1 This quote is taken from an interview with Guardino that appears in Cath-
erine Scott, dir., Selling Sickness (Ronin Films, 2004).
2 Ibid.
3 Preliminary analyses of the phenomenon of disease-mongering are col-
lected in a special issue of plos Medicine (Moynihan and Henry, ‘‘Disease
Mongering’’). At issue for these critics is the ‘‘medicalization’’ of everyday
problems previously regarded merely as troublesome inconveniences—a
process that is said to naturalize certain solutions (the prescription of drugs)
at the expense of others. They critique phenomena such as direct-to-
consumer advertising of pharmaceuticals and the corporate sponsoring of
research and medical activities, and point to a host of negative consequences
of the pharmaceuticalization of health, ranging from rising health care costs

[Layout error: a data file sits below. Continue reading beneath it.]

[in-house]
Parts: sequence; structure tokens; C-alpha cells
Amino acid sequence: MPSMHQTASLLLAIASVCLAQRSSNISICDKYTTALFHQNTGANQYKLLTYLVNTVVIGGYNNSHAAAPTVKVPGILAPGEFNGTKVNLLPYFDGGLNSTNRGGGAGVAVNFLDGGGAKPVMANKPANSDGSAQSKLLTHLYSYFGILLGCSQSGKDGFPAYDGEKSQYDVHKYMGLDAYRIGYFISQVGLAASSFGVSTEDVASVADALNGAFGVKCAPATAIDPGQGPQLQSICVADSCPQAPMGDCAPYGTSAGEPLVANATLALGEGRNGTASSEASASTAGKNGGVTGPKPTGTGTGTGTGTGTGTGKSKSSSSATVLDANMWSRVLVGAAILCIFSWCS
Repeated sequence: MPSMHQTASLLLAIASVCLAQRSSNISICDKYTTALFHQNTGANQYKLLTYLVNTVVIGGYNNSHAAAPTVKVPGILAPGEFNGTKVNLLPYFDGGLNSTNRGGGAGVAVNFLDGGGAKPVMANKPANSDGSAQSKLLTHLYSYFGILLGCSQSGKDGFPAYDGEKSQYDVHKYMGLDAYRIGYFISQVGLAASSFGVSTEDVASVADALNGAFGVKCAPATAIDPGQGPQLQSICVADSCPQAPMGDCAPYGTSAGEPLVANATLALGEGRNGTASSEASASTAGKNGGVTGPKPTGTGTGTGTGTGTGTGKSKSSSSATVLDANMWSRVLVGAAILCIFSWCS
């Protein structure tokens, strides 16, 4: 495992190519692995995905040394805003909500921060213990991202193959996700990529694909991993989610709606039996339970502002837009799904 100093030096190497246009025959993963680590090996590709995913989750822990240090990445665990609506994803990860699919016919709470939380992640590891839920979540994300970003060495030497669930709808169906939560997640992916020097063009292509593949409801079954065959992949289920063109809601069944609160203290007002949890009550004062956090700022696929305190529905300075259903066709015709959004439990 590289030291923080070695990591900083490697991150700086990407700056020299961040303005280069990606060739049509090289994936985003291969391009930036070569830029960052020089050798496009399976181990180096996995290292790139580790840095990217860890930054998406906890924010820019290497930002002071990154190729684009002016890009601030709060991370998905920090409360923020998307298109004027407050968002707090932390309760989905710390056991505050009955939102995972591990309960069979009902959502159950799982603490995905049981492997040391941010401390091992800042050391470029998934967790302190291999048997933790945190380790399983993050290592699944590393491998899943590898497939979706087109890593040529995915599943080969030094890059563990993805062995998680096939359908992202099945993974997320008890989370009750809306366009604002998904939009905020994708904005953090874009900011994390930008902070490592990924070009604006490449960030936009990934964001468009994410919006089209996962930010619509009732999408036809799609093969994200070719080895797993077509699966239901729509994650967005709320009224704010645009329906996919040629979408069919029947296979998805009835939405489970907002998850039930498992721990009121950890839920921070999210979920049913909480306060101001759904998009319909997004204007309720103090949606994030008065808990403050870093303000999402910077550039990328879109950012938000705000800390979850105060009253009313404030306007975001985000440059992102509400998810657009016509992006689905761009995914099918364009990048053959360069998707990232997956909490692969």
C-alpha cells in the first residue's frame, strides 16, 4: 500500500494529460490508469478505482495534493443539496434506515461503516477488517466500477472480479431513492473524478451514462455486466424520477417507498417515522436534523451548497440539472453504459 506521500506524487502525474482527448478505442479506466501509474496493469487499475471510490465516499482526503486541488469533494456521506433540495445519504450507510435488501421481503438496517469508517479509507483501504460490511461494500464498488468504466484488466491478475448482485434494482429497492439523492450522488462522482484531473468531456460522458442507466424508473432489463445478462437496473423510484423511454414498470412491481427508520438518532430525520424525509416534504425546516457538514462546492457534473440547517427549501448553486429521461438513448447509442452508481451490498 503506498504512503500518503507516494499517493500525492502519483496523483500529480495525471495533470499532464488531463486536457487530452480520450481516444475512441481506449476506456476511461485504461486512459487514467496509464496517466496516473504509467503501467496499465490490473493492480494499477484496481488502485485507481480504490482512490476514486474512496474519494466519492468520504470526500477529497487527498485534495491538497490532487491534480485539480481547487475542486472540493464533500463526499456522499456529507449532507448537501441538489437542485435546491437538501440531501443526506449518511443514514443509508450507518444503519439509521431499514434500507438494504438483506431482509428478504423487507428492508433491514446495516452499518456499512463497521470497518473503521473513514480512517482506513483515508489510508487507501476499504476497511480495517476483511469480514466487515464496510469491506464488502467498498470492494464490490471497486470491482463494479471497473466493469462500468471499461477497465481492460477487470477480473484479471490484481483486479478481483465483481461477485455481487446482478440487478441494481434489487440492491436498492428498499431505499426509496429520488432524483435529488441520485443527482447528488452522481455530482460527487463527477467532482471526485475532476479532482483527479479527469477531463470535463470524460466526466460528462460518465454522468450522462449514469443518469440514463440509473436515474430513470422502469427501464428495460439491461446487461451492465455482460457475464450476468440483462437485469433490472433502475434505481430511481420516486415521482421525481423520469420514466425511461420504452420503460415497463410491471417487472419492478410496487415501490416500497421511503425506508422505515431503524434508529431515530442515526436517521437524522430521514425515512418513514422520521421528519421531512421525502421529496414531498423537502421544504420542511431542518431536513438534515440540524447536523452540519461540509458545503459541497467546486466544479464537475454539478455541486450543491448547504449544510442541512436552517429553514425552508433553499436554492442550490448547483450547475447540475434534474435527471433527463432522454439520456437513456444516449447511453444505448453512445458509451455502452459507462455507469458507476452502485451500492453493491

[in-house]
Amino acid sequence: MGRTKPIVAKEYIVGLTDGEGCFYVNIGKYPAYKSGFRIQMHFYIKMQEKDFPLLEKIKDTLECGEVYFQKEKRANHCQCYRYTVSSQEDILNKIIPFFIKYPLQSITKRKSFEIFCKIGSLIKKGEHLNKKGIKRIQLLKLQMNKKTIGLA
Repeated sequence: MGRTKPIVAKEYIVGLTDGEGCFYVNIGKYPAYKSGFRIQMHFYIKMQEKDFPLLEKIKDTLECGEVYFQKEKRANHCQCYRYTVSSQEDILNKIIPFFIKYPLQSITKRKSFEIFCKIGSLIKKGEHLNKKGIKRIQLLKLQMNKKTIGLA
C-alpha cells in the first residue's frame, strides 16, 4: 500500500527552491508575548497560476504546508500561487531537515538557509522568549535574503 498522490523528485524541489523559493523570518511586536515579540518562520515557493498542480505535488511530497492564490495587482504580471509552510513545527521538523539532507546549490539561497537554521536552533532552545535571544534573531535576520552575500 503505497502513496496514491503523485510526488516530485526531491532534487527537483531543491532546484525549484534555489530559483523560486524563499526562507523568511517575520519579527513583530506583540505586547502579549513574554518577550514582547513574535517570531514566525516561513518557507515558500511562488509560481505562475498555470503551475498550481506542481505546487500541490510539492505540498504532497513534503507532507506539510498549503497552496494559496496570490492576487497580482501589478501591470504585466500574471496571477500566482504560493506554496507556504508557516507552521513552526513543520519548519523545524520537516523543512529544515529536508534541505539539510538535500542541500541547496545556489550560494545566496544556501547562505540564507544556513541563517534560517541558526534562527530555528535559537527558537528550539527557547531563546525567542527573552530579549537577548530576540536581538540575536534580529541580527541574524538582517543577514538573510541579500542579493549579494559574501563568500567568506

to iatrogenic harm. But despite these important contributions, these cri-
tiques generally reinstate the professional authority of medicine in their
e√orts to determine ‘‘proper’’ diagnosis and the ‘‘rational’’ use of drugs, and
fail to appreciate how diagnostic categories and medical authority always
refer to, consolidate, and reproduce a wider field of normalization—even
when properly maintained (perhaps especially). The idea that commercial-
ization critique does not quite adequately describe, nor address, many of the
important problems, is one of the themes of this book. I develop a slightly
di√erent approach to consumer subjectivity and subjectification.
4 Nikolas Rose, ‘‘The Politics of Life Itself.’’
5 More recently, the absence of pleasure from understandings of health be-
havior has been questioned. See Coveney and Bunton, ‘‘In Pursuit of the
Study of Pleasure’’; and O’Malley and Valverde, ‘‘Pleasure, Freedom and
Drugs.’’ See also the articles in the important edition of the International
Journal of Drug Policy on harm reduction and pleasure (Treloar and Holt,
‘‘Pleasure and Drugs’’).
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